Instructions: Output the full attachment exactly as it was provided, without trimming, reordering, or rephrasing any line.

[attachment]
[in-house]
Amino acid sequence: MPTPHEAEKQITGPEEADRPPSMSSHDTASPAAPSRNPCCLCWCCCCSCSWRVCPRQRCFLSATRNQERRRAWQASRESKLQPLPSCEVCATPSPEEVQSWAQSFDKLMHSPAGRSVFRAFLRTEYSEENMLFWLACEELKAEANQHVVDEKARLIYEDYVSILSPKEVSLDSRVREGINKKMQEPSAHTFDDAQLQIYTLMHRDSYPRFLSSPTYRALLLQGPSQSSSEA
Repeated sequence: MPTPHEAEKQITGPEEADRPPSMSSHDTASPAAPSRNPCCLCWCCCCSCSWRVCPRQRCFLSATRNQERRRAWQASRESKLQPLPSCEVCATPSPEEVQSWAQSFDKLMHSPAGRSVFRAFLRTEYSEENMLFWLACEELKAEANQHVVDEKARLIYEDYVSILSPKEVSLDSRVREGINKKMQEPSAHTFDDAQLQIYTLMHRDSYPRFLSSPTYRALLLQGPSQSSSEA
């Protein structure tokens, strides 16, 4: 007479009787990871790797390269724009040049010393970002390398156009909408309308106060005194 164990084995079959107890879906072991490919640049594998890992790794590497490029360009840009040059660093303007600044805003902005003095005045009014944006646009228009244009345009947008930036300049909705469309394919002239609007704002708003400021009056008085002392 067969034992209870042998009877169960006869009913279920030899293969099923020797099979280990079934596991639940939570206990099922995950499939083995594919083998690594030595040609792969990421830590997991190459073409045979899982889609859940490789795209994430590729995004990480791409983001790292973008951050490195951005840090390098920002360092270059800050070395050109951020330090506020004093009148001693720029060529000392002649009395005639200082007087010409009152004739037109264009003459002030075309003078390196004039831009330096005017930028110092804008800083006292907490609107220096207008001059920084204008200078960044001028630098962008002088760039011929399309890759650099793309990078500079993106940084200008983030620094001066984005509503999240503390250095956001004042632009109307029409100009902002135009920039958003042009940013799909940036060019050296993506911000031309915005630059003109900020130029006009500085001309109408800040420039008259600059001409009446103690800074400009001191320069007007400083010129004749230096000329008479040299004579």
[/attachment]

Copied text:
[in-house]
Amino acid sequence: MPTPHEAEKQITGPEEADRPPSMSSHDTASPAAPSRNPCCLCWCCCCSCSWRVCPRQRCFLSATRNQERRRAWQASRESKLQPLPSCEVCATPSPEEVQSWAQSFDKLMHSPAGRSVFRAFLRTEYSEENMLFWLACEELKAEANQHVVDEKARLIYEDYVSILSPKEVSLDSRVREGINKKMQEPSAHTFDDAQLQIYTLMHRDSYPRFLSSPTYRALLLQGPSQSSSEA
Repeated sequence: MPTPHEAEKQITGPEEADRPPSMSSHDTASPAAPSRNPCCLCWCCCCSCSWRVCPRQRCFLSATRNQERRRAWQASRESKLQPLPSCEVCATPSPEEVQSWAQSFDKLMHSPAGRSVFRAFLRTEYSEENMLFWLACEELKAEANQHVVDEKARLIYEDYVSILSPKEVSLDSRVREGINKKMQEPSAHTFDDAQLQIYTLMHRDSYPRFLSSPTYRALLLQGPSQSSSEA
């Protein structure tokens, strides 16, 4: 007479009787990871790797390269724009040049010393970002390398156009909408309308106060005194 164990084995079959107890879906072991490919640049594998890992790794590497490029360009840009040059660093303007600044805003902005003095005045009014944006646009228009244009345009947008930036300049909705469309394919002239609007704002708003400021009056008085002392 067969034992209870042998009877169960006869009913279920030899293969099923020797099979280990079934596991639940939570206990099922995950499939083995594919083998690594030595040609792969990421830590997991190459073409045979899982889609859940490789795209994430590729995004990480791409983001790292973008951050490195951005840090390098920002360092270059800050070395050109951020330090506020004093009148001693720029060529000392002649009395005639200082007087010409009152004739037109264009003459002030075309003078390196004039831009330096005017930028110092804008800083006292907490609107220096207008001059920084204008200078960044001028630098962008002088760039011929399309890759650099793309990078500079993106940084200008983030620094001066984005509503999240503390250095956001004042632009109307029409100009902002135009920039958003042009940013799909940036060019050296993506911000031309915005630059003109900020130029006009500085001309109408800040420039008259600059001409009446103690800074400009001191320069007007400083010129004749230096000329008479040299004579």